Health and aged care providers must also be registered before they can participate in the eHealth record system. Since last year, almost 5000 GP practices, hospitals, and other healthcare organisations have already signed up to access patient and resident health information.

How can eHealth improve standards in aged care?

With the introduction and increasing uptake of eHealth records, aged care providers are in a position to harness the countless benefits and importantly, generate better outcomes for their residents and clients.

The myriad benefits our eHealth system offers for aged care include faster, easier access to resident and client health information, greater efficiencies, reduced risks, enhanced continuity of care and improved treatment decisions.

Faster and easier access to one source of information

With access to your residents’ and clients’ own eHealth records, your care and nursing staff will always have instant access to the right information, at the right time, and for the right person. And as a result of the improved accuracy, completeness and accessibility of their personal health information, your residents and clients will receive safer, more appropriate care.

The shift from a fragmented health system to an integrated health system will also mean that aged care providers can effortlessly share vital information with other providers in the health care network – GPs, hospitals, specialists and other health professionals included. Information about a resident will follow them from facility admission, to hospital transfer and discharge, or to visit with a specialist, and back to the facility again.

The overall coordination and delivery of care services, particularly for residents with chronic or complex conditions, will also become more efficient and streamlined.

Improvements in treatment decisions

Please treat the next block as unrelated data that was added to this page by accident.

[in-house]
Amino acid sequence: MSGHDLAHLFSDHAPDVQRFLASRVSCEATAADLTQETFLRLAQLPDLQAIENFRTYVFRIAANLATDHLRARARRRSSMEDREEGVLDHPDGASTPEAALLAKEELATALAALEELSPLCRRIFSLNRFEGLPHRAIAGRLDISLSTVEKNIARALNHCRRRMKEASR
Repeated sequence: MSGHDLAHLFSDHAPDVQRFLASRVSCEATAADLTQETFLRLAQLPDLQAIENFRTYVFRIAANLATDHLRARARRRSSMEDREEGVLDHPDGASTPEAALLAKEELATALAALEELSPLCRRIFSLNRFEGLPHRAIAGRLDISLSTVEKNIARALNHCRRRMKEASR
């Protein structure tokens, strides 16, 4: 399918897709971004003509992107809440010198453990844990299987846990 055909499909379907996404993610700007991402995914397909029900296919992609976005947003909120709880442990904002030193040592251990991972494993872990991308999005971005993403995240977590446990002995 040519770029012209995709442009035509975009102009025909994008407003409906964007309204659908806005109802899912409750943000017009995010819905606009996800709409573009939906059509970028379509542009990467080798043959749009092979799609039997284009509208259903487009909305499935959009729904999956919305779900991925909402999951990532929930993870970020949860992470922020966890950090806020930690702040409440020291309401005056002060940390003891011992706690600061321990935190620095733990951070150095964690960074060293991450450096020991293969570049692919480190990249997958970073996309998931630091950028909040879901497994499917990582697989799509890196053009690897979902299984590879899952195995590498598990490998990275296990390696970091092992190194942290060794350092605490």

As Australia’s eHealth system grows by the day, it is also giving aged care providers and the wider health care network the information needed to make the best collective decision about an individual’s health care needs.

With fast and easy access to a comprehensive summary of health information for residents and clients, care providers can make better informed decisions and as a result, deliver higher quality care and support. An eHealth system will also ensure that the most appropriate diagnoses and treatment is delivered at the point of care, even during emergency situations.

Greater efficiencies and reduced risks

Consolidated, up-to-date information about residents and clients stored in an online eHealth record will also lead to safer, more effective care and a reduction in risks.

With less reliance on paper records and human memory, there will be reductions in clinical risk and errors as well as avoidable medication-related adverse events. A single, accurate health information source at the point of care also leads to increased responsiveness and preventative care. While efficiencies around decision making and appropriate care and treatment will undoubtedly have a positive impact on the allocation of funding.

Increased interaction

An eHealth system that is person-centred will also encourage every Australian to play a more active role in managing their personal health and care outcomes. By improving access to health information and control over who has access to that information, there will be great benefits in the increased interaction between health and aged care providers and residents, clients and their families.

What additional benefits do you believe the eHealth system will bring to aged care? Share these, along with your eHealth questions, in the comments section below.

(Image credit: Ambro)

Tags: aged care, ehealth, PCEHR

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The iCareHealth Team